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The Daily Wildcat

The Daily Wildcat

 

    Prop. 300 forum gives perspective

    Jacob Cortes, left, of the Pima County Interfaith Council discusses the possible effects of Proposition 300 with Jose Gonzalez, a teacher at Tucson High School and Rincon High School. There was a roundtable discussion with community members and organization leaders last night at the C
    Jacob Cortes, left, of the Pima County Interfaith Council discusses the possible effects of Proposition 300 with Jose Gonzalez, a teacher at Tucson High School and Rincon High School. There was a roundtable discussion with community members and organization leaders last night at the C

    Fair treatment, staying informed and reading e-mails were topics of last night’s Proposition 300 forum, where community members and students voiced concerns about the law’s implementation on campus.

    An e-mail was sent to students before spring break explaining that the Arizona Board of Regents would be voting to approve amendments to their policies to comply with the law. Now students are being contacted via e-mail whether or not they need to provide further documentation regarding their citizenship and tuition classification.

    Proposition 300 affects students who are not citizens, legal residents of the U.S. or who do not have lawful immigration status, and does not allow them to be classified as in-state students.

    Although e-mails were sent the entire student body, the actual number of students who need to provide documentation is unknown.

    One concern is students deleting the e-mail without reading it and not providing documentation if they are required to do so.

    “”We’re trying to make sure students understand the impact of the law,”” said Socorro Carrizosa, director of Chicano-Hispano Student Affairs. “”If you haven’t read the e-mail, it could lead to a serious situation.””

    A schedule of when students should make appointments to come in with their documentation is listed on the registrar’s Web site. Failing to provide documentation will result in being required to pay out-of-state tuition as well as being ineligible to receive scholarships or other financial aid from state monies, according to the Web site.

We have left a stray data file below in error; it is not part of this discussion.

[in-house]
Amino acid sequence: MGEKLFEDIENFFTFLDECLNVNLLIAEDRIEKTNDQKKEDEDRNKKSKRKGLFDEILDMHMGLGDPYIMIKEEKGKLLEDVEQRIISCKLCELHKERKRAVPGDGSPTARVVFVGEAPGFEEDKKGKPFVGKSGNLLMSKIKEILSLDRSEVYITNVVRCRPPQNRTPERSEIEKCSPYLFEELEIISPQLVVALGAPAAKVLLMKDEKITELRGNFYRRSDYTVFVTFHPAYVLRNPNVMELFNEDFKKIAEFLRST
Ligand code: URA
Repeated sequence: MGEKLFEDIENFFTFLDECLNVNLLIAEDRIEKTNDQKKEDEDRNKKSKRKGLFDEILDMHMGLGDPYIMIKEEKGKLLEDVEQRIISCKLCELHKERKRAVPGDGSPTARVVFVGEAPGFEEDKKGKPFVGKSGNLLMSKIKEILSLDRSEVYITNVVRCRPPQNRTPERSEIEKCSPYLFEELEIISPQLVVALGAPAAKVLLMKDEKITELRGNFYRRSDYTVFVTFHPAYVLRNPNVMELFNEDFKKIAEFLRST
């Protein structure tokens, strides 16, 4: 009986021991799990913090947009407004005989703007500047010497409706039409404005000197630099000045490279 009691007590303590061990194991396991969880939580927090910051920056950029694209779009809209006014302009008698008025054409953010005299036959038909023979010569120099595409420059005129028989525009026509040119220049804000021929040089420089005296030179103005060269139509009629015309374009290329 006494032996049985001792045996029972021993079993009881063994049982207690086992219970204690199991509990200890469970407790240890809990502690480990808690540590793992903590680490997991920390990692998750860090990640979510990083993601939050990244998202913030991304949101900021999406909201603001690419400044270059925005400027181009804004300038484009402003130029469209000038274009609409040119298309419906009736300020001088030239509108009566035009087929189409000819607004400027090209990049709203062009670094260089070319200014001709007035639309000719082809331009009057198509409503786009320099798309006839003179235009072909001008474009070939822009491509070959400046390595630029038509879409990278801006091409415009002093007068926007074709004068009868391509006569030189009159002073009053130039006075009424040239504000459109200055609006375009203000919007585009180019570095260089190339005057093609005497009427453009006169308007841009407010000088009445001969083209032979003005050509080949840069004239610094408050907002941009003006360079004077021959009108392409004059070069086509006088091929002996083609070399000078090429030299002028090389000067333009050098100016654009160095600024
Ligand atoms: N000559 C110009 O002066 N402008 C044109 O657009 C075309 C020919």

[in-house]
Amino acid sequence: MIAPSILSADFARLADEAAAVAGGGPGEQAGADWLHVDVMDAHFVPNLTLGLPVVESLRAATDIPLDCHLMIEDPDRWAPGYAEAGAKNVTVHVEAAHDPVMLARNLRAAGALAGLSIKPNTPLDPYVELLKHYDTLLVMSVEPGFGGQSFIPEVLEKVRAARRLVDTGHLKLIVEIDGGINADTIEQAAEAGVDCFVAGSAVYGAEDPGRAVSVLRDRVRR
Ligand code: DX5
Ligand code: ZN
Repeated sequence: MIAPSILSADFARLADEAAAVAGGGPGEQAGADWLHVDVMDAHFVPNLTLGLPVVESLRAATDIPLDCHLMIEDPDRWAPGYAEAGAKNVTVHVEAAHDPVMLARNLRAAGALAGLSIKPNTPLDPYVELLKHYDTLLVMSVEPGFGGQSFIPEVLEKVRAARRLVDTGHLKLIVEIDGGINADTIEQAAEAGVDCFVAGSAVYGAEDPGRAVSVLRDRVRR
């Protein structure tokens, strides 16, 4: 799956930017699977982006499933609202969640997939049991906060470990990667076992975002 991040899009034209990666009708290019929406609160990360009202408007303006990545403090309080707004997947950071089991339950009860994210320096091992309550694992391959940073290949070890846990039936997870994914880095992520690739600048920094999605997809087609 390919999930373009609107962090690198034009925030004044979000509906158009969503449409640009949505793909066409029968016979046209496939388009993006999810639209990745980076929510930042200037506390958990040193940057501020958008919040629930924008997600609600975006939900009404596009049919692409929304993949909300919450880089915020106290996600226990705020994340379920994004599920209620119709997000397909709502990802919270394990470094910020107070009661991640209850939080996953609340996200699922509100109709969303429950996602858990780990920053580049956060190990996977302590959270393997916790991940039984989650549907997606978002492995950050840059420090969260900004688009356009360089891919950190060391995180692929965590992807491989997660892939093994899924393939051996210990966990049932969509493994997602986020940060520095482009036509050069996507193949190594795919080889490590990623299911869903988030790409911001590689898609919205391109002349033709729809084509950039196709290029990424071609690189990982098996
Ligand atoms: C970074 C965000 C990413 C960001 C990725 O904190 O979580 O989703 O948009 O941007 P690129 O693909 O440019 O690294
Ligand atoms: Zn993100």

Carrizosa also said CHSA is trying to make sure students are treated fairly during the process of providing documentation.

    “”We are very concerned and are trying to work with the people implementing this that students are treated with respect and dignity and the person checking these documents knows that there are boundaries,”” Carrizosa said.

    Concerns were raised at the meeting about students with Mexican surnames being targeted to provide documentation about their citizenship.

    One of the main ideas discussed was that people might not understand the impact of the law.

    “”I’m surprised by how few people are here tonight, I don’t think people even understand the ramifications of this law,”” said Lisa Schwartz, an entomology graduate assistant.

    This law is one result of voters’ reactions to illegal immigration issues in the state.

    “”These bills are in the legislature because these people are being pressured by their constituents, who are writing letters and making phone calls every day,”” said Jacob Cortez, a member of the Arizona Interfaith Network. “”Unless you do the same and put political pressure on them, these bills are never going to stop.””

    On Tuesday, community members and students are planning to meet again at the Movimiento Estudiantil Chicano de Aztlan (MEChA) meeting to come up with specific ideas they are going to try and execute, such as a protest at the state legislature.

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